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Neil Eggleston: Getting to the Truth Quickly Is Key

By Sarah Kellogg

July 25, 2017

As turmoil roils the current White House administration, the D.C. Bar is beginning a series of interviews with Bar members who have been involved in investigations of former presidents. Through the lens of their professional experiences, these attorneys offer their personal views on the widening probe into the Trump campaign and Russian meddling in the 2016 elections.


W. Neil EgglestonFor attorney W. Neil Eggleston, the congressional investigation into President Donald Trump’s campaign and his staff is a reminder that highly public inquiries can be frantic and exhausting, no matter the president or the scandal.

Eggleston, who served as the deputy chief counsel for the U.S. House of Representatives’ probe into the Iran-Contra scandal, says members of Congress today could learn a lesson or two from that inquiry’s approach to uncovering the role played by former President Ronald Reagan and his staff.

“It was seven days a week and as many hours as you could stand to be there, day after day after day,” recalls Eggleston, a partner at Kirkland & Ellis LLP. “Hearings started in May and went through early August, and we issued our 500-page report by Thanksgiving. It was very important to get to the bottom of it and get to the bottom of it quickly.”

Iran-Contra was a two-phase scandal that saw the Reagan administration make millions of dollars in secret weapon sales to U.S. enemy Iran—hoping to prompt Iran to release American hostages—and then illegally redirect the money and guns to the guerrillas in Nicaragua.

The U.S. House Select Committee to Investigate Covert Arms Transactions with Iran and the U.S. Senate Select Committee on Secret Military Assistance to Iran and the Nicaraguan Opposition held 41 hearings in the summer of 1987 to tease out the culpability. While the committees did not officially combine their panels, they held joint hearings and issued a joint final report.

Eggleston says the decision by the committee chairmen—Democrats U.S. Rep. Lee Hamilton of Indiana and U.S. Sen. Daniel Inouye of Hawaii—to move quickly to reduce disruption ensured that the Reagan administration was mired in investigations for a year rather than being distracted by a multi-year inquiry. The congressional investigations into the Trump campaign appear to be operating at a slower pace.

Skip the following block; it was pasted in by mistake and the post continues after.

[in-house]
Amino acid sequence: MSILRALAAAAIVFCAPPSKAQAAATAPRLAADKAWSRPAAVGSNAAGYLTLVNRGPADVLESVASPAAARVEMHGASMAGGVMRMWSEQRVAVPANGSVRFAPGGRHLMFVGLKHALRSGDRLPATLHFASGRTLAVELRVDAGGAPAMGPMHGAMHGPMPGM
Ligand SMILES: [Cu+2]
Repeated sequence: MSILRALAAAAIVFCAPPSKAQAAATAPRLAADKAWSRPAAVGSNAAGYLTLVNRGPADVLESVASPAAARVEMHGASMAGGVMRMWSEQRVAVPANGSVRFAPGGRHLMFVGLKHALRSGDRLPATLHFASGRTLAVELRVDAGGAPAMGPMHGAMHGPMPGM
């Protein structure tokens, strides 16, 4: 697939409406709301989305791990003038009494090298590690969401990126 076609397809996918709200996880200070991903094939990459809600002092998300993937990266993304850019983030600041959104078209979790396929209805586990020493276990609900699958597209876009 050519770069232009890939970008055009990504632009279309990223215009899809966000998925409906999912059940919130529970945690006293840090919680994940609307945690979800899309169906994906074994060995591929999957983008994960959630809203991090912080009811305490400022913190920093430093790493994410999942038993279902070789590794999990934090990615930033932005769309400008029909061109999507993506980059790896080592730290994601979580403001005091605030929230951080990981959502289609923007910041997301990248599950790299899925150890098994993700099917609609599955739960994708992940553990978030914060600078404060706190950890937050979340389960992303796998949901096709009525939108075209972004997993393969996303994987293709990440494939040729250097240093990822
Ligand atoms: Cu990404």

“I think the country benefited from the speed by which we did this,” says Eggleston of the Iran-Contra hearings. “Speed without getting to the bottom of it has no value, though. Speed is not its own value. If you can get to the bottom of it quickly, that has a tremendous value. It was important that the country know what happened.”

Another key factor in the Iran-Contra investigation was Reagan’s decision to cooperate with the congressional inquiry and not assert executive privilege, despite the objections of some key staff members. Trump has not exerted executive privilege, although some of his Cabinet and staff members have refused to answer congressional questions.

“President Reagan just decided it was important to get to the bottom of this, and speed mattered to him, too,” Eggleston says. “He wasn’t going to have big battles with Congress about executive privilege, and he waived it from the get-go.”

Eggleston shares the Trump administration’s frustration with the cat-and-mouse game with the media. “You read the paper every day and you read things that were about things you’re supposedly doing, and it would be completely wrong,” he says. “Then other times you read things and they’re pretty close to what you’re doing and you wonder how they got out.”

And while the Trump team may feel like it’s experiencing a more severe 24/7 media offensive than any other presidency, Eggleston says the reality is that leaking is de rigueur before, during, and after congressional investigations, especially into sitting presidents.

“Railing about leaks is nonproductive,” says Eggleston, who worked as White House counsel to former President Barack Obama from 2014 to 2017. “It’s just what happens. You might as well rail about humid weather in Washington in the summer. The consequential stuff just tends to come out. Once it’s out, then there’s a chance to move on.”

Eggleston believes that Trump’s ongoing attacks on the investigation, suggesting the Russia probes are a witch-hunt or politically motivated by Democratic sour grapes, will have little impact on the congressional investigation or the work of special prosecutor Robert Mueller.

“I’m certain it has no impact on Mr. Mueller and his group,” says Eggleston, who also served as associate counsel to President Bill Clinton from 1993 to 1994. “He’s a guy of integrity. If you haven’t done anything wrong, he’s the right guy to have on your matter. He’s not afraid to say so. If you did do something wrong, he’s the right guy to have on the job because he won’t stop until he knows the truth.”

Eggleston suggests that the Iran-Contra inquiry was the last time the country was plugged into an entire congressional investigations process rather than dipping in for a single sensational event, such as the testimony of former FBI Director James Comey. But Trump’s penchant for venting on Twitter and making a splash may draw even more viewers to Trump hearings, if or when they’re held.

“The Iran-Contra hearings really were the last hearings that everybody watched throughout the whole process,” says Eggleston. “I would be walking down the street and people would come up after recognizing me from that day’s testimony. It was a subject dominating the discussion in Washington and the whole country.”


Also in This Series... 

Robert Bennett, the personal attorney for President Bill Clinton in the Paula Jones case, discusses his experiences, especially as they relate to today.